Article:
Follow the Progress of Our Field School on Our New Blog!

Follow the link below to follow the 2021 UWM Archaeological Field School with weekly updates and photos of their work and artifacts! UWM Field School Discovers Large Pit Features & Post Holes Despite Rain in Week 5

New Episode of Ask a Professor Now Available!

Ask A Professor! Ep. 2: The Life and Career of Archaeologist Robert Jeske is now available to view on our new Videos page! Or watch on YouTube by clicking here. In this episode we will ask Bob about how he… Read More

Virtual Colloquium: A Retrospective: Twenty-Eight Years of the Milwaukee County Poor Farm Cemetery Project presented by Dr. Patricia B. Richards

Friday, October 9 2020 2:30 PM

This event will take place virtually via Zoom.

Come join us for our first-ever virtual colloquium presented by Dr. Patricia B. Richards on October 9th at 2:30 PM via Zoom!

A Retrospective: Twenty-Eight Years of the Milwaukee County Poor Farm Cemetery Project

From 1878 through 1974 Milwaukee County utilized four locations on the Milwaukee County Grounds in Wauwatosa, Wisconsin for the burial over 10,000 individuals, primarily paupers, the institutionalized, and the unidentified. Two archaeological excavations in 1991-1992 and again in 2013 resulted in the recovery of over 2,400 individuals from one of those cemetery locations. Curated by the University of Wisconsin-Milwaukee’s Archaeological Research Laboratory, the Milwaukee County Poor Farm Cemetery (MCPFC) individuals, artifacts, and associated archives represent one of the largest, if not the largest, archaeologically recovered, permanently curated skeletal collections in the United States. In addition to generating a substantial osteological data set, this project offers a model for crossing boundaries between cultural resource management, academic research, and social engagement at a time when the exhumation of the United States’ forgotten historic cemeteries has become increasingly common. As a project focused on a late 19th and early 20th century cemetery, the MCPFCP is situated not only within the history of historical archaeological research but is also influenced by the recent bioarchaeological trend of engaging with social theory to examine social identity and lived social experience. This talk summarizes the project to date within the overarching goal of returning a voice and an identity to individuals robbed of both by burial in the MCPFC.

Patricia Richards

Patricia Richards

Dr. Patricia B. Richards is a senior scientist in the Anthropology Department at UWM. She is also a Principal Investigator for UWM-CRM and has conducted cultural resource studies in Wisconsin, Michigan and Illinois since 1973. Her specialties include mortuary analysis and historic period archaeology in the Great Lakes region. She has served as project director of the Milwaukee County Poor Farm Cemetery Project since the collection was permanently moved to UWM in 2008 and directed the original excavations in 1990s.

How to Attend Meeting:

This meeting will take place virtually via the web conferencing app, Zoom. Please follow the instructions below to attend on the day and time of the colloquium. Thank you.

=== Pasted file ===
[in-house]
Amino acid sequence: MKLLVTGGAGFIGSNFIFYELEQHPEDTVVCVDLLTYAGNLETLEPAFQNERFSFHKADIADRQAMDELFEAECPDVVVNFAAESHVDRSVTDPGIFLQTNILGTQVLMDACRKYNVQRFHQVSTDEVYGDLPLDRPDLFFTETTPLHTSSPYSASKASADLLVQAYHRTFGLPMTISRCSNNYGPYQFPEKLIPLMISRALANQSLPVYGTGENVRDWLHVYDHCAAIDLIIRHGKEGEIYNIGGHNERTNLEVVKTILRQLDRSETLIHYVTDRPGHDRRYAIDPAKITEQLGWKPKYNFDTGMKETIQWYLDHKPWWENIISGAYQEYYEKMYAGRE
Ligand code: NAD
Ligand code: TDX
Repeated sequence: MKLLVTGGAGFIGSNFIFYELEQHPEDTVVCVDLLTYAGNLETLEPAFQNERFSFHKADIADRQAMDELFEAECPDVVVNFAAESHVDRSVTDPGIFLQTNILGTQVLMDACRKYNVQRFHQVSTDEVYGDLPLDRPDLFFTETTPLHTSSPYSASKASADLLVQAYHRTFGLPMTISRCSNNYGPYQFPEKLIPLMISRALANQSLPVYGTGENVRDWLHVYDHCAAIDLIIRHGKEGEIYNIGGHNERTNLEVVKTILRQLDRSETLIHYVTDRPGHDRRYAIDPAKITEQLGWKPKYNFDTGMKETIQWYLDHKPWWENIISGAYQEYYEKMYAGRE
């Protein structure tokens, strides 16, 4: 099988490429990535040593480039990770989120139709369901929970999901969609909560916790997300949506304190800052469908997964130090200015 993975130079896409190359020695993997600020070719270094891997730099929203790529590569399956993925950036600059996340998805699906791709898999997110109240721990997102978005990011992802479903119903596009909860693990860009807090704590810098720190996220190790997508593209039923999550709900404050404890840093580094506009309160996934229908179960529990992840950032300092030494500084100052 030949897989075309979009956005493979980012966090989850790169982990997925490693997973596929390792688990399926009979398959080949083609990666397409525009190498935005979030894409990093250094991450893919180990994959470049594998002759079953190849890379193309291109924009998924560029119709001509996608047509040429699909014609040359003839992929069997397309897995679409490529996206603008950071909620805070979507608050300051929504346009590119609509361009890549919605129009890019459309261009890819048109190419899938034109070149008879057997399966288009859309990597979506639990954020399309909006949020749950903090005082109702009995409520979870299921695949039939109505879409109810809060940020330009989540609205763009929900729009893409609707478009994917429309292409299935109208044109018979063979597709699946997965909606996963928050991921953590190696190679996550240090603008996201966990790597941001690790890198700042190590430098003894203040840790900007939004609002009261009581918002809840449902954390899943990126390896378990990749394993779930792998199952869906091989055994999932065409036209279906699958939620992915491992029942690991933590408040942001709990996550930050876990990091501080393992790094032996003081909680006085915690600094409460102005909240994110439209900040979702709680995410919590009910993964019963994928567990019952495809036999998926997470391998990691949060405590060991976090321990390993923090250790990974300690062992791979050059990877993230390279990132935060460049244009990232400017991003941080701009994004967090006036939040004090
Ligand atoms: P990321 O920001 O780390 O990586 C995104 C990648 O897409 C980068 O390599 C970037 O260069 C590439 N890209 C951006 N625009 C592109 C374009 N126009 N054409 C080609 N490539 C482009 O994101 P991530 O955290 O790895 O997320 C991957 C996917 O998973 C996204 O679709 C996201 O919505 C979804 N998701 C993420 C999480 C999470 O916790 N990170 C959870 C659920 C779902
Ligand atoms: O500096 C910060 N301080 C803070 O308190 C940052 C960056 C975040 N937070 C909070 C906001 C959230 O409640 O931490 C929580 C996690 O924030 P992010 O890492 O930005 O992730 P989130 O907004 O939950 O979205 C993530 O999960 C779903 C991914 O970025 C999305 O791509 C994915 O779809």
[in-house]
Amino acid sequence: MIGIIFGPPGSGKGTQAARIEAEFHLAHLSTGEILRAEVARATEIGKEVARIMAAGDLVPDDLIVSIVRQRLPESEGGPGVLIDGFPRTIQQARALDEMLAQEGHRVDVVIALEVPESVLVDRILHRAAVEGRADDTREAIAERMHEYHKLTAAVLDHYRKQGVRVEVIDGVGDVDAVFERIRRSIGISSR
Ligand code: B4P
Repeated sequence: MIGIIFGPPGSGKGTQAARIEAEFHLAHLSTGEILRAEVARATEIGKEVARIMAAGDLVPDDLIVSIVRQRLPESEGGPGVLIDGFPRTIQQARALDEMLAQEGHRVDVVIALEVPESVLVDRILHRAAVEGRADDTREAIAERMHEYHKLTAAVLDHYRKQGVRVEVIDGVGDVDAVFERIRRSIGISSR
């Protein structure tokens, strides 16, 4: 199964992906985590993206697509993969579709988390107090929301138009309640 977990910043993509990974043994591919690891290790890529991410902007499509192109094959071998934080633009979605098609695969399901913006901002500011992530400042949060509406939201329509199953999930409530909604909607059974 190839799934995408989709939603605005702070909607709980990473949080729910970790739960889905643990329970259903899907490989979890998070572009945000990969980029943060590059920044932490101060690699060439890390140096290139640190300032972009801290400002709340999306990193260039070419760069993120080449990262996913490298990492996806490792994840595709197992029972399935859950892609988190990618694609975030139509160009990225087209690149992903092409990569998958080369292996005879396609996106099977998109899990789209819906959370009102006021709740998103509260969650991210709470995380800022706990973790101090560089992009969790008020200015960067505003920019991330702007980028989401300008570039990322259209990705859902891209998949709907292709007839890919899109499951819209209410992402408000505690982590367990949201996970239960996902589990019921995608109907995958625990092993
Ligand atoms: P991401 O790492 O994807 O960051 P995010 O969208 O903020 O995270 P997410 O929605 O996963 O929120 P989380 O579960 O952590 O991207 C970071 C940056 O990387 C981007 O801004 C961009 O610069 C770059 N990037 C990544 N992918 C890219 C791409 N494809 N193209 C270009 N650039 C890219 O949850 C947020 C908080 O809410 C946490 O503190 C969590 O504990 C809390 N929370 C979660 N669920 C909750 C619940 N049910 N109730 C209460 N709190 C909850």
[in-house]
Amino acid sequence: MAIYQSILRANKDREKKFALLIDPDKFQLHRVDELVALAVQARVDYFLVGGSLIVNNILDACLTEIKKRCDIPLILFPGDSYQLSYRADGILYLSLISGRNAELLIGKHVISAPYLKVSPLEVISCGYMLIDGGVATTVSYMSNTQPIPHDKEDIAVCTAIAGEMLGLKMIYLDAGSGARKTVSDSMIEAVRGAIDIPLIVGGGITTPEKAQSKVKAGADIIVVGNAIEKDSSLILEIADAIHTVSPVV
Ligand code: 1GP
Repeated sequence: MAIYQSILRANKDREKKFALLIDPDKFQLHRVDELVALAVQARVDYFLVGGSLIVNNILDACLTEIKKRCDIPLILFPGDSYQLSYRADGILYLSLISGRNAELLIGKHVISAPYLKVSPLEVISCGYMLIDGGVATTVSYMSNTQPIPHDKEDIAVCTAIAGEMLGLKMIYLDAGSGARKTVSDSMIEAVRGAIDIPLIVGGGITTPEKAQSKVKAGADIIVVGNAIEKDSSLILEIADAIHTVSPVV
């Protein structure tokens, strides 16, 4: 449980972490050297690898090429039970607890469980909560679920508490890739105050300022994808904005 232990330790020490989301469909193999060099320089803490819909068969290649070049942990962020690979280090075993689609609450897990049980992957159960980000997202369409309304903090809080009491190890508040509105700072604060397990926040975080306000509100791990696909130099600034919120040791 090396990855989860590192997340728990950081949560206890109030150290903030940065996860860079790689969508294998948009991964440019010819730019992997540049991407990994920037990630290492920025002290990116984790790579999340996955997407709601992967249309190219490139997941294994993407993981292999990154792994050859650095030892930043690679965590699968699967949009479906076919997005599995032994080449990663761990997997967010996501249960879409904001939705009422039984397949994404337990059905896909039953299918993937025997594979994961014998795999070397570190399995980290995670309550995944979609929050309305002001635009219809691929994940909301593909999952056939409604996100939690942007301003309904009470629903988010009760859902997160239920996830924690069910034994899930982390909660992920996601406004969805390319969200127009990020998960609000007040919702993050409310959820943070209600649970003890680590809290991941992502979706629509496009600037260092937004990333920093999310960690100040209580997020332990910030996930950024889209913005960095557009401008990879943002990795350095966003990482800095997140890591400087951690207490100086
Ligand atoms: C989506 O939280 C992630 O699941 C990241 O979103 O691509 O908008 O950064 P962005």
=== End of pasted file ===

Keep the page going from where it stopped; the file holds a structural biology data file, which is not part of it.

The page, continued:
Join Zoom Meeting at 2:30 PM on October 9th.

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Meeting ID: 310 301 7900
Passcode: 9516145

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Meeting ID: 310 301 7900
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Archaeological Institute of America Lecture: Dr. Ernie Boszhardt

Abstract Coinciding with the dawn of the Middle Mississippian Culture at the ancient city of Cahokia nearly 1,000 years ago, a group canoed over 500 miles up the Mississippi River to establish a settlement at Trempealeau, Wisconsin. Antiquarian records alluded… Read More

Archaeological Institute of America Lecture: Dr. Ernie Boszhardt

Sunday, September 30 2018 3:00 pm

Sabin Hall G90

Sunday, September 30, 3 PM, Sabin Hall G90

Abstract

Coinciding with the dawn of the Middle Mississippian Culture at the ancient city of Cahokia nearly 1,000 years ago, a group canoed over 500 miles up the Mississippi River to establish a settlement at Trempealeau, Wisconsin. Antiquarian records alluded to distinct platform mounds and exotic ceramics, but only recently has the age, extent, and purpose of Trempealeau’s very early Mississippian expression been thoroughly explored. Ongoing excavations since 2010 have revealed that the Cahokians carried ceramic vessels and a variety of flint stones from their homeland along with their architecture and religion to this far-flung yet short-lived outpost; and why they came to Trempealeau.

Bio

Robert “Ernie” Boszhardt is a Wisconsin archaeologist with over 40 years of experience. His research has focused on the unglaciated Driftless Area of western Wisconsin where he has studied and written extensively about nearly all aspects of that region’s archaeological heritage, including Paleoindian, Hopewell, Effigy Mounds, Oneota, rock art, and most recently Middle Mississippian. He currently is co-owner of Driftless Pathways LLC. with his wife Danielle Benden who together direct the Trempealeau Archaeology Project.

Boszhardt-authored books on the Trempealeau research and regional rock art will be available for purchase and signing at the talk.

Lecture Program

Megan Thornton Wins the Wisconsin Archaeological Society Research Award (WASRA)

This year’s recipient of the Wisconsin Archaeological Society Research Award (WASRA) is Megan Thornton, a Masters student in the Department of Anthropology. The WASRA is a competitive award that annually provides funding to students and avocational archaeologists conducting research pertinent… Read More